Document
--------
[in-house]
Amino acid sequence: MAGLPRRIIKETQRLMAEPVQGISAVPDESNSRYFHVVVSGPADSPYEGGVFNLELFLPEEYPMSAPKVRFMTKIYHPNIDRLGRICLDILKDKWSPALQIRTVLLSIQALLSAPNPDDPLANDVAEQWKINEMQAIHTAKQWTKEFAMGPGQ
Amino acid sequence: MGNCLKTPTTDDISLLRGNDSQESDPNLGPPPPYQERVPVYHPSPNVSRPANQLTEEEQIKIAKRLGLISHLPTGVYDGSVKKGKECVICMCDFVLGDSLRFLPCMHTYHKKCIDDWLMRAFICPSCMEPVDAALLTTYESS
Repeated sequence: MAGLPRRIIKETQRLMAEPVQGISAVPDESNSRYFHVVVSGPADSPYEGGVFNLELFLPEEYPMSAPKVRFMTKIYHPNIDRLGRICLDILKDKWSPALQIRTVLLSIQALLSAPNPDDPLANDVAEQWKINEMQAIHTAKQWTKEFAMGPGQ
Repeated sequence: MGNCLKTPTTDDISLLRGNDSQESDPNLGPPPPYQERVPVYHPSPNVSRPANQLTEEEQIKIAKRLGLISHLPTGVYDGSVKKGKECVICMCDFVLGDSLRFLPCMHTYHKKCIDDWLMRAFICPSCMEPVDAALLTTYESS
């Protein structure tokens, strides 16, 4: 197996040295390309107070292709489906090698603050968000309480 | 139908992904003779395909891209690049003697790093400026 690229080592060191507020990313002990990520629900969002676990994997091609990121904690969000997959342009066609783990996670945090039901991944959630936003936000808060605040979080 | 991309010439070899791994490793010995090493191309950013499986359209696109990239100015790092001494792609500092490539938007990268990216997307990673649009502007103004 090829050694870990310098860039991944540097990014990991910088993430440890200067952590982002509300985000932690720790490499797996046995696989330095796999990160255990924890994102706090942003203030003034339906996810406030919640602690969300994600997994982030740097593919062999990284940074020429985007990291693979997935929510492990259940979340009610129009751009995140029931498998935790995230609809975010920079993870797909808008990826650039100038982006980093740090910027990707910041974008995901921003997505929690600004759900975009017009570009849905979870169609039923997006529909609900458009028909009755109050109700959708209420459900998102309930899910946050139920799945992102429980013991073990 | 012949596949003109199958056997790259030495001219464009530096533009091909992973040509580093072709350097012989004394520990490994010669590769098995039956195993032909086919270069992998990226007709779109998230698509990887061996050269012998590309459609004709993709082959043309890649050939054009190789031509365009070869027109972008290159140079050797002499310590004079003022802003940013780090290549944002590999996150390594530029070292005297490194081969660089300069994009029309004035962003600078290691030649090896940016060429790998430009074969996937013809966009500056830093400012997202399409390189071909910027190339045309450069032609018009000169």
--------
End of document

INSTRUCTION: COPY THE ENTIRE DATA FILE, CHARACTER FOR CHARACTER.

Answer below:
[in-house]
Amino acid sequence: MAGLPRRIIKETQRLMAEPVQGISAVPDESNSRYFHVVVSGPADSPYEGGVFNLELFLPEEYPMSAPKVRFMTKIYHPNIDRLGRICLDILKDKWSPALQIRTVLLSIQALLSAPNPDDPLANDVAEQWKINEMQAIHTAKQWTKEFAMGPGQ
Amino acid sequence: MGNCLKTPTTDDISLLRGNDSQESDPNLGPPPPYQERVPVYHPSPNVSRPANQLTEEEQIKIAKRLGLISHLPTGVYDGSVKKGKECVICMCDFVLGDSLRFLPCMHTYHKKCIDDWLMRAFICPSCMEPVDAALLTTYESS
Repeated sequence: MAGLPRRIIKETQRLMAEPVQGISAVPDESNSRYFHVVVSGPADSPYEGGVFNLELFLPEEYPMSAPKVRFMTKIYHPNIDRLGRICLDILKDKWSPALQIRTVLLSIQALLSAPNPDDPLANDVAEQWKINEMQAIHTAKQWTKEFAMGPGQ
Repeated sequence: MGNCLKTPTTDDISLLRGNDSQESDPNLGPPPPYQERVPVYHPSPNVSRPANQLTEEEQIKIAKRLGLISHLPTGVYDGSVKKGKECVICMCDFVLGDSLRFLPCMHTYHKKCIDDWLMRAFICPSCMEPVDAALLTTYESS
């Protein structure tokens, strides 16, 4: 197996040295390309107070292709489906090698603050968000309480 | 139908992904003779395909891209690049003697790093400026 690229080592060191507020990313002990990520629900969002676990994997091609990121904690969000997959342009066609783990996670945090039901991944959630936003936000808060605040979080 | 991309010439070899791994490793010995090493191309950013499986359209696109990239100015790092001494792609500092490539938007990268990216997307990673649009502007103004 090829050694870990310098860039991944540097990014990991910088993430440890200067952590982002509300985000932690720790490499797996046995696989330095796999990160255990924890994102706090942003203030003034339906996810406030919640602690969300994600997994982030740097593919062999990284940074020429985007990291693979997935929510492990259940979340009610129009751009995140029931498998935790995230609809975010920079993870797909808008990826650039100038982006980093740090910027990707910041974008995901921003997505929690600004759900975009017009570009849905979870169609039923997006529909609900458009028909009755109050109700959708209420459900998102309930899910946050139920799945992102429980013991073990 | 012949596949003109199958056997790259030495001219464009530096533009091909992973040509580093072709350097012989004394520990490994010669590769098995039956195993032909086919270069992998990226007709779109998230698509990887061996050269012998590309459609004709993709082959043309890649050939054009190789031509365009070869027109972008290159140079050797002499310590004079003022802003940013780090290549944002590999996150390594530029070292005297490194081969660089300069994009029309004035962003600078290691030649090896940016060429790998430009074969996937013809966009500056830093400012997202399409390189071909910027190339045309450069032609018009000169």